A year ago, Republican candidate Trump, in his address to the conference, described Obama as “maybe the worst thing that ever happened to Israel” and was applauded warmly during, and at the end of, his speech. The next day, in a unique public statement, AIPAC president Lillian Pinkus apologized to Obama, chastised the crowd, and criticized Trump, without naming him, for his offensive remarks.
On Sunday night, Pinkus was on the stage to introduce Vice President Mike Pence, thanking him and the president for their “warm embrace” of Israel. And Pence, invoking Trump repeatedly throughout his speech as a “courageous American” who will stand up to enemies like Iran, was warmly applauded, even when he stated that the administration is “giving serious consideration” to moving the U.S. embassy from Tel Aviv to Jerusalem — backing off the campaign promise that Trump had made to relocate it.
An Evangelical Christian, the vice president spoke movingly, and at times tearfully, of his lifelong commitment to the Jewish state and of his family’s visit to the Dachau concentration camp.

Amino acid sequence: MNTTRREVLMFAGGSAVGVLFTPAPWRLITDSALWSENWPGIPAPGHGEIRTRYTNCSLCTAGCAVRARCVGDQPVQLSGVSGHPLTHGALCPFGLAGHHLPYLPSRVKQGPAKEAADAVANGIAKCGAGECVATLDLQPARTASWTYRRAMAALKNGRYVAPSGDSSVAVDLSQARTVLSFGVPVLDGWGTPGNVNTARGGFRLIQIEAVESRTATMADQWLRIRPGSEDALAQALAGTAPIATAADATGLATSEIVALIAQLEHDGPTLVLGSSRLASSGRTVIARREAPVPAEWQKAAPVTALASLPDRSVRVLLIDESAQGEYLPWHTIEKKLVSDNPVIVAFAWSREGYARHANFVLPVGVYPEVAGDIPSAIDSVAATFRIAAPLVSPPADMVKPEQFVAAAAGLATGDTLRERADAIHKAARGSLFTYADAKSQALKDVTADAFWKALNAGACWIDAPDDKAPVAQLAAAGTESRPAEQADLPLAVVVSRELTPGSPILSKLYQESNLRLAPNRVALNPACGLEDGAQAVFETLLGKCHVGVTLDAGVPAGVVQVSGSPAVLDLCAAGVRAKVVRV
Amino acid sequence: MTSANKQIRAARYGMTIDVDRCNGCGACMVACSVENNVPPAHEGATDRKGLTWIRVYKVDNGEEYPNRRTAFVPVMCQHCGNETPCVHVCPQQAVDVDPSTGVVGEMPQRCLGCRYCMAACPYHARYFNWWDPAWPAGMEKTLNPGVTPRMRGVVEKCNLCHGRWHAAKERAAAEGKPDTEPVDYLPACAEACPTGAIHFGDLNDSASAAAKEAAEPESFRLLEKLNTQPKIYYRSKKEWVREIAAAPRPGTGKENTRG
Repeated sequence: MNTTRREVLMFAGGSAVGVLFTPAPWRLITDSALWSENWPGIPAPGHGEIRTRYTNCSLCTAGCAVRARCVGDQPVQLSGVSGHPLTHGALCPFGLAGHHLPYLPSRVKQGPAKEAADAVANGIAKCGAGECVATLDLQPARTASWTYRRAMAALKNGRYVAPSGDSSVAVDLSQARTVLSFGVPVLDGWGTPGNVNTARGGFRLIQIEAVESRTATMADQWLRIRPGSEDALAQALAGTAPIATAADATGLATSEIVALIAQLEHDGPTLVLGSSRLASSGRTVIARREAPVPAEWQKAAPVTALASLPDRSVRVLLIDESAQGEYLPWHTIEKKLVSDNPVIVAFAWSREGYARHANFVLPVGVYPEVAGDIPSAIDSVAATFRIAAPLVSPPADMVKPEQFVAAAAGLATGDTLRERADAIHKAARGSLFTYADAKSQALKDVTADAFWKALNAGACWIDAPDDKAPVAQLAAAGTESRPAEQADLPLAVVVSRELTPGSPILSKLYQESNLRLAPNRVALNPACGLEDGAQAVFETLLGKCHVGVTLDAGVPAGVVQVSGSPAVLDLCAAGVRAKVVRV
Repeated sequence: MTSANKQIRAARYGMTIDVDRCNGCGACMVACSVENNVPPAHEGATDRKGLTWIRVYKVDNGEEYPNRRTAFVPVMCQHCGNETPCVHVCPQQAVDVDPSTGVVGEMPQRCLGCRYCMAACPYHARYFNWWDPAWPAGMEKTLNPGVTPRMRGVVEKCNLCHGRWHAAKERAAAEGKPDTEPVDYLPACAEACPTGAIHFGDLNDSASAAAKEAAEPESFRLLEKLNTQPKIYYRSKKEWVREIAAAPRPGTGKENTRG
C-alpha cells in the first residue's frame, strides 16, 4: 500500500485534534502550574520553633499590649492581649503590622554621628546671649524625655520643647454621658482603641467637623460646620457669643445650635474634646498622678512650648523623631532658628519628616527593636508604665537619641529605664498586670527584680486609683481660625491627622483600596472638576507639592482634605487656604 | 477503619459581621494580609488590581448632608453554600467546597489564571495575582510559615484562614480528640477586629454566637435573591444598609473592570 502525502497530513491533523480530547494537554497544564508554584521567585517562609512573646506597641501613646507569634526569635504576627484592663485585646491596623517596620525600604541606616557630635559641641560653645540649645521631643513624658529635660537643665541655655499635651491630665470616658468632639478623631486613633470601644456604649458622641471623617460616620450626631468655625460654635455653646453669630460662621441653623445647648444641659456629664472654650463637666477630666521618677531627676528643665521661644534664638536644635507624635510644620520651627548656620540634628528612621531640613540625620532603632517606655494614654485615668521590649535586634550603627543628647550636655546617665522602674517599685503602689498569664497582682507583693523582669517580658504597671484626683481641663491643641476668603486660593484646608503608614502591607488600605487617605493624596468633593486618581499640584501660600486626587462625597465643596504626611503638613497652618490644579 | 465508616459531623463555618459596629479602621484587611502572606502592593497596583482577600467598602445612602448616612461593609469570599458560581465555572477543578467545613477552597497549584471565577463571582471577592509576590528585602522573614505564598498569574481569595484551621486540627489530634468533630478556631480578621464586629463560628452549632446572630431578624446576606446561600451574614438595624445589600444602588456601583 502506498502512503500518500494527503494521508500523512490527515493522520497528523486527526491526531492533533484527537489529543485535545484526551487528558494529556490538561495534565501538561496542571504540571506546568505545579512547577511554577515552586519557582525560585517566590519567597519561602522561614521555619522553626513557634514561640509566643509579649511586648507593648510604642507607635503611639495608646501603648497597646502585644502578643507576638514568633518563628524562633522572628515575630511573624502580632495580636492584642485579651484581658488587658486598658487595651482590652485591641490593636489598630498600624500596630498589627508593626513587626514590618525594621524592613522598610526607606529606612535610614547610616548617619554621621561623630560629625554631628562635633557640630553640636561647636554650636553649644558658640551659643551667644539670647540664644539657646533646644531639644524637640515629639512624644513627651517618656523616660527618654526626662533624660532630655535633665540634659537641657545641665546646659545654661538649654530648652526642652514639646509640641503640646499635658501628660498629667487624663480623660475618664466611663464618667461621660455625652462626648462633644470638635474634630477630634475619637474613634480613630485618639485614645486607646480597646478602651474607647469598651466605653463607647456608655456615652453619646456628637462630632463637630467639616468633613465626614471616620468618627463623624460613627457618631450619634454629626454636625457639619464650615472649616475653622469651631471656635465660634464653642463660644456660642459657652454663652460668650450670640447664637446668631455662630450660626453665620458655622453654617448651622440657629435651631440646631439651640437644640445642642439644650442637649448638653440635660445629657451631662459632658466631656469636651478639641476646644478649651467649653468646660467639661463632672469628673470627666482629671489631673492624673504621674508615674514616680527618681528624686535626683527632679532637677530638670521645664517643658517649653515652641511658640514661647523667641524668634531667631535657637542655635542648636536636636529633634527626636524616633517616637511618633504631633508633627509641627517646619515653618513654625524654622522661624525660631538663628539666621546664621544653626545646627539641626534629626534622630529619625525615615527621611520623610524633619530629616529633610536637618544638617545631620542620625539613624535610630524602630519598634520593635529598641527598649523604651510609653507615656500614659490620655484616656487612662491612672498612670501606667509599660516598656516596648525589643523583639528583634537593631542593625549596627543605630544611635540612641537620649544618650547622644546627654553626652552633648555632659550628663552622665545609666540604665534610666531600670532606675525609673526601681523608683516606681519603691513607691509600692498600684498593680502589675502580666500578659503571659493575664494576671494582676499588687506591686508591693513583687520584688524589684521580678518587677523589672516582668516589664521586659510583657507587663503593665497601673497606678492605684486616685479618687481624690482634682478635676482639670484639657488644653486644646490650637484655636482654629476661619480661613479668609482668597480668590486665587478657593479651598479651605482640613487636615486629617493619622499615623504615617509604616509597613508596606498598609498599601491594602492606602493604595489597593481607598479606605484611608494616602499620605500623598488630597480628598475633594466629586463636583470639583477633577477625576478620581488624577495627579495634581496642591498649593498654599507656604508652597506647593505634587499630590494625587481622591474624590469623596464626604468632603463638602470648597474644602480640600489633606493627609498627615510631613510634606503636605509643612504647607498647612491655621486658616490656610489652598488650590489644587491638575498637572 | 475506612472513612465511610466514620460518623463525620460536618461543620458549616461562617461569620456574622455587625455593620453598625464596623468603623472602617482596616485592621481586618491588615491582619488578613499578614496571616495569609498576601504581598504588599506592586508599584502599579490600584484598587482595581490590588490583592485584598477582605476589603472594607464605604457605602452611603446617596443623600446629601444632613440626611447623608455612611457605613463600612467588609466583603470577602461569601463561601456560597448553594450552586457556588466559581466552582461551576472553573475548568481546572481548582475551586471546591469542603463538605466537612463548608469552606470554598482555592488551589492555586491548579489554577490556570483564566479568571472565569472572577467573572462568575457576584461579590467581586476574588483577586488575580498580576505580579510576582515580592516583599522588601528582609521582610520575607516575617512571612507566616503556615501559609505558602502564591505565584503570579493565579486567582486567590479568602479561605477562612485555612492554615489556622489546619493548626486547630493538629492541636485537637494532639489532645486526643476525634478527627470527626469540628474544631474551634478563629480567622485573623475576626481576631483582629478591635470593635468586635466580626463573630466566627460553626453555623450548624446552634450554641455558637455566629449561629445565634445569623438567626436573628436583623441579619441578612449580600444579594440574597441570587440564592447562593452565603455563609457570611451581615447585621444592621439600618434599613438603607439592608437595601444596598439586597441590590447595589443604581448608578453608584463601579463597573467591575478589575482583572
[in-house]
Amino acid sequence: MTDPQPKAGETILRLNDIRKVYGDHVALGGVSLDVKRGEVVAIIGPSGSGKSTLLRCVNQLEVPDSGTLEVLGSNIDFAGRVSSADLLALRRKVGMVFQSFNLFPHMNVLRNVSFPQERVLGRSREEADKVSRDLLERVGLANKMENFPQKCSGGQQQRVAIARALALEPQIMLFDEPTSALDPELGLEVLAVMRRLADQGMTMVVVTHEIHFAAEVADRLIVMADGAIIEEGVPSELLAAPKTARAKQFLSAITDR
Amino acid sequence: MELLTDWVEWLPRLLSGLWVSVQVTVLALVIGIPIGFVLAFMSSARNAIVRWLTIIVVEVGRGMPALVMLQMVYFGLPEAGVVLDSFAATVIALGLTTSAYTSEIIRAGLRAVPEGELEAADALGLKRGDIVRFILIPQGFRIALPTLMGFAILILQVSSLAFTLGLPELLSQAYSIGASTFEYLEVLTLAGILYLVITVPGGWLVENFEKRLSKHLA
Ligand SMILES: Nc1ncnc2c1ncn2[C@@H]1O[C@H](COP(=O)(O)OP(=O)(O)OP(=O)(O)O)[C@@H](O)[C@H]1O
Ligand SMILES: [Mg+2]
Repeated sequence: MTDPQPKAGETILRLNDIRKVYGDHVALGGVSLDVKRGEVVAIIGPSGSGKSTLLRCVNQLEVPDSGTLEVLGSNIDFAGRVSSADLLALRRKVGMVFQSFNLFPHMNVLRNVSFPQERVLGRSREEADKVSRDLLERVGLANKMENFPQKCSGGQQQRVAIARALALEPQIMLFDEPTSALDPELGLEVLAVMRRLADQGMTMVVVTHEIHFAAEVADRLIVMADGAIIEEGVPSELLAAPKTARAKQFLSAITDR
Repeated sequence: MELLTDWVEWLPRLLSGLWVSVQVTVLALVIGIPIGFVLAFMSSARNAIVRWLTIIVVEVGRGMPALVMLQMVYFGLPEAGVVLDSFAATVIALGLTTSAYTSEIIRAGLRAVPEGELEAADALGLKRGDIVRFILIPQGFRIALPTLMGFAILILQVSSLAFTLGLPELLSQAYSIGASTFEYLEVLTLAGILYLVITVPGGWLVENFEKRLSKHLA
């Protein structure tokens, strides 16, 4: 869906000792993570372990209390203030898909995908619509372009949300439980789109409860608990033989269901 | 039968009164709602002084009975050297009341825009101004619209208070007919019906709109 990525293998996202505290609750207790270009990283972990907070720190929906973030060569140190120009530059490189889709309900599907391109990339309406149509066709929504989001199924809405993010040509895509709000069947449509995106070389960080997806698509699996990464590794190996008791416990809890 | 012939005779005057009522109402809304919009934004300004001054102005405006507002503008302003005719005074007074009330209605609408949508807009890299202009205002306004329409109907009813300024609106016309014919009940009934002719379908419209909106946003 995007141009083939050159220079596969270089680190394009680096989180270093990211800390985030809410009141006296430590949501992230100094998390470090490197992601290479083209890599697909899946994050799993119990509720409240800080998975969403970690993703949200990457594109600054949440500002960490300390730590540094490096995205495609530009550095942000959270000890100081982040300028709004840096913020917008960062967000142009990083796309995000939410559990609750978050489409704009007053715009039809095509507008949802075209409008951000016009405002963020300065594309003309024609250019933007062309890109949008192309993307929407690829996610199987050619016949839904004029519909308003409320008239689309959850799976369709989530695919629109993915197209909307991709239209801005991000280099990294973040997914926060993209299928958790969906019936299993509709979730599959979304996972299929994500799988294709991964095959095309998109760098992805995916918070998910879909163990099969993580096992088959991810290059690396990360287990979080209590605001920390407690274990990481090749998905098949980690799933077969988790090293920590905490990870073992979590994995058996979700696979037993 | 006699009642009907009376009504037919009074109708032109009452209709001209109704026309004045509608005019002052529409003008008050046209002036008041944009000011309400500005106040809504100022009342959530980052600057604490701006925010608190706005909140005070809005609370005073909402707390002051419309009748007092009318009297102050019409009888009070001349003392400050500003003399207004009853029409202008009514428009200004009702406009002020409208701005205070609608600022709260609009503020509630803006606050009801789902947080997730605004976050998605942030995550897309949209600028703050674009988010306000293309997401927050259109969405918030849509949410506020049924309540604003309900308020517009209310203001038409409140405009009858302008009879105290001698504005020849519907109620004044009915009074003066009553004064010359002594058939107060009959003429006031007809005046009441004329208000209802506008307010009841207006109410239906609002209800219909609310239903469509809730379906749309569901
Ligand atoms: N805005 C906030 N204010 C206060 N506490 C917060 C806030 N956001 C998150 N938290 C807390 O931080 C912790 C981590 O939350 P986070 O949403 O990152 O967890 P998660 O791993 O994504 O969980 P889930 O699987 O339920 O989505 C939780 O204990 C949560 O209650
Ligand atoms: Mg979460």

He pledged the administration’s “unapologetic” support for Israel and made a commitment to never allow Iran to develop a nuclear weapon. And assuming many AIPACers voted his way, he said: “Thanks to the support of so many in this room, President Trump won a historic victory. All of you helped elect a president I know will make America great again.”
Some in the crowd applauded, others seemed taken aback.
Haley rocked the convention center during her appearance on Monday, describing the “bizarre” behavior of U.N. delegates in devoting more time to bashing Israel than confronting the dire situations throughout a Mideast beset by chaos and violence.
She asserted that her staff will “watch” Iran “like a hawk,” and said, “the days of Israel-bashing are over.”